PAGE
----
I actually have been trying to get a research methodology together for this – my divorce from the University of Gloucestershire, an institution with which I have no connection at all now – makes it harder, and the very notion of ambiguity appears to have been ignored in the psychology journals. I was willing to self fund, but the person I hoped to collaborate with on my research in to belief  structures and ambiguity has vanished, or is not returning my calls, so I guess I’m going to have to pursue this alone.I don’t want to do a PhD on it – just an exploratory paper. 🙂  I’m not interested in finding terrorists – I actually think it has no useful potential there for reasons outlined in New Scientist – but I am sure as hell interested in what makes people adopt their religious worldview, or active anti-religious worldview. Sure i can see where Dawkins is coming from – he sees Natural Selection, a beautiful and useful idea, as invalidating religious thinking. No, it invalidates forms of Latitudinarian natural theology common in the 18th century — if most religious believers think like Paley or Newton, I have yet to notice it!

Still, I’m interested in the relationship between ability to cope with ambiguity, new ideas and the authoritarian personality. I might try and retrieve Male Fantasies: Women, Flood, Bodies, History from DC, a classic study of Nazi masculinity and psychology. I always wondered if it influenced Andrew (definitely NOT a Nazi) Eldritch when he wrote the Sisters of Mercy album Floodland – he reads widely and is extremely intelligent and articulate, and it would not surprise me at all.  IF I had access to a JSTOR, Athens or other journal database i’d search for the literature on ambiguity – as I may have hinted, I know it mainly from Lit. Crit (which I only really dabble in) but the concept strikes me as extremely important.  Or maybe I’m just pleased because someone at New Scientist is clearly thinking along the same lines that I have been arguing?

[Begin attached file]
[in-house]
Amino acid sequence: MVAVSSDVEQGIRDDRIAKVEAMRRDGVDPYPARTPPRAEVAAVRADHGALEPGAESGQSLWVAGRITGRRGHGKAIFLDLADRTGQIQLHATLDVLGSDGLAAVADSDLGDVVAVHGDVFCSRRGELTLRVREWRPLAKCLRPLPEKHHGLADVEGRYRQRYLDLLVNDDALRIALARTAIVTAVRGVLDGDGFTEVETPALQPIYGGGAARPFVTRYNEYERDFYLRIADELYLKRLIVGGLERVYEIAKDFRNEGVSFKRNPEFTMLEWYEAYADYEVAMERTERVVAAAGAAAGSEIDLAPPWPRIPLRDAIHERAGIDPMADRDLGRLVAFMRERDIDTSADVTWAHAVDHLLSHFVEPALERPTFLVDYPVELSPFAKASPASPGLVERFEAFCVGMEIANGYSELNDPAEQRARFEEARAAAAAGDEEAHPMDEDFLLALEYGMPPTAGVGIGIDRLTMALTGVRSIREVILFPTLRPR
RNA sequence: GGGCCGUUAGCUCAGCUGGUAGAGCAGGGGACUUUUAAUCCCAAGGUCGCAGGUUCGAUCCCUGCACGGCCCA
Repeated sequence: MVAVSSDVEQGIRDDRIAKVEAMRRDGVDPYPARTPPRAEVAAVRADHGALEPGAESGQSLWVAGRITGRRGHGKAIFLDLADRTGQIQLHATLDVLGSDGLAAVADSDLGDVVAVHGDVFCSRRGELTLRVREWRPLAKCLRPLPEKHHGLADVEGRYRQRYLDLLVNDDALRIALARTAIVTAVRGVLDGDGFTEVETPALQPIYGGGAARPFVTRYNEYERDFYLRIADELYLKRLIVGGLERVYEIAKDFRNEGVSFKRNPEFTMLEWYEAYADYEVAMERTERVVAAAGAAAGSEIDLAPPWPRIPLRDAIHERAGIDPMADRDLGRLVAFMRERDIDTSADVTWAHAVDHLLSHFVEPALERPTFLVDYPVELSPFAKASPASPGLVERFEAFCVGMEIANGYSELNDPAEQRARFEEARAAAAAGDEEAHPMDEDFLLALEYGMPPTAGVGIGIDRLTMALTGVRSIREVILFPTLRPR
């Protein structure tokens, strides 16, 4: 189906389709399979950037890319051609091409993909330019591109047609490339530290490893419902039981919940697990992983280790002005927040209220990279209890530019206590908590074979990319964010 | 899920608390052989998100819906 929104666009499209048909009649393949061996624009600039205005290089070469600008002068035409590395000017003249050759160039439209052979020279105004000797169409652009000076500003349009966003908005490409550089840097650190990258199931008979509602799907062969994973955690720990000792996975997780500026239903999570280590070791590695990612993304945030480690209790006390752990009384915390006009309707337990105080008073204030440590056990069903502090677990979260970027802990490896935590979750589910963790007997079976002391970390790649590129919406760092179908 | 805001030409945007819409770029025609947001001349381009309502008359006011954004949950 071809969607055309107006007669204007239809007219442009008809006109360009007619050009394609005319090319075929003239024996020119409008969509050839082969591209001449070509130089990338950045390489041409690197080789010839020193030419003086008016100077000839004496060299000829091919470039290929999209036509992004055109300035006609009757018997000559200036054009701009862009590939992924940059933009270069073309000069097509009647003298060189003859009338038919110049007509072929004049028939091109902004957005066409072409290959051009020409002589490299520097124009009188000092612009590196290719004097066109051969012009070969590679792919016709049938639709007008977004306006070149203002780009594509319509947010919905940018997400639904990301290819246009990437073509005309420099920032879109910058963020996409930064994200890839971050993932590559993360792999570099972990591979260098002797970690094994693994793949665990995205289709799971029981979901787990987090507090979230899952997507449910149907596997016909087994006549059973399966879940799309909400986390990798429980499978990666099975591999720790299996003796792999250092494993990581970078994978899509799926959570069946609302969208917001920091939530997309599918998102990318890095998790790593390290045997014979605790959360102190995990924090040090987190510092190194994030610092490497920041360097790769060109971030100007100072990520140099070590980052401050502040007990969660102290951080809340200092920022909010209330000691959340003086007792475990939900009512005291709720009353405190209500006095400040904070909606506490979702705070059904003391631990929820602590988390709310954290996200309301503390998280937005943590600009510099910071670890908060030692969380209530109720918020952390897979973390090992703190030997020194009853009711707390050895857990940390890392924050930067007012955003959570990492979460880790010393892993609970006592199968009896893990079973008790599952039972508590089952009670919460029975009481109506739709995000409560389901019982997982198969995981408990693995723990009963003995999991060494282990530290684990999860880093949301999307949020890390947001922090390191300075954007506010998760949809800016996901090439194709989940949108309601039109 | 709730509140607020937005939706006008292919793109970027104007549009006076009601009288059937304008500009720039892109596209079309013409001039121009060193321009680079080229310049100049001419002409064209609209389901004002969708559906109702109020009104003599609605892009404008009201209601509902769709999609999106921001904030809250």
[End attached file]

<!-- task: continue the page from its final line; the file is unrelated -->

All this really shows that I should actually get on with applying to MacDonalds for a job, and that I think too much, but hey, there must be a way of devising a scale that deals with how people deal with this process of ambiguity. It’s a bit outside of my usual parapsychological interests, but all the same I think it really could bode well for research,a nd my reading from Lacan to Eysenck has never really turned up anything on this issue. Attachment Theory does not say much about it, but the old concept of “fuzzy boundaries” we used to use in psychiatric nursing may well impact here. Hrmmm, maybe I should ask Ian Hume – maybe the concept is already well explored?

Anyway I have whittered on enough for one day. Hope everyone well, and I’ll return to moaning about my life in my next post I expect! Still if anyone fancies helping devise a decent experimental exploration of the concept of ambiguity in self perceptions of belief, do drop me a line…

all the best

cj x


About Chris Jensen Romer

I am a profoundly dull, tedious and irritable individual. I have no friends apart from two equally ill mannered cats, and a lunatic kitten. I am a ghosthunter by profession, and professional cat herder. I write stuff and do TV things and play games. It's better than being real I find.
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3 Responses to Ambiguity, Belief, Religion and Terror

  1. Wendy C says:

    AHA! Glad you’re not letting the general bastardlyness of life grind you down and continue to kick against the pricks (copyright Saul-of-Tarsus) but speaking of Ambiguity, Belief, Religion and Terror have a look at what’s going on now in Iran. It’s all fairly quiet on the the TV newschannels but tonight there’s a revolution on Twitter and #iranelection is alive….

  2. Chris Jensen Romer says:

    I’m watching it closely, with anxiety. I was ten in the year of the Iranian Revolution, which I recall as a mass people protest, with cadres of students at the forefront. Now I think it’s the same student/middle class base protesting in the streets. Unfortunately I recall all too well how many protests like this have ended in atrocity and terror… Iran has an amazing history, and has given the world a huge amount, though my knowledge is mainly of medieval Persia — I studies Islam at university, and later lectured in it– but hey, it puts my occasional moans in to perspective.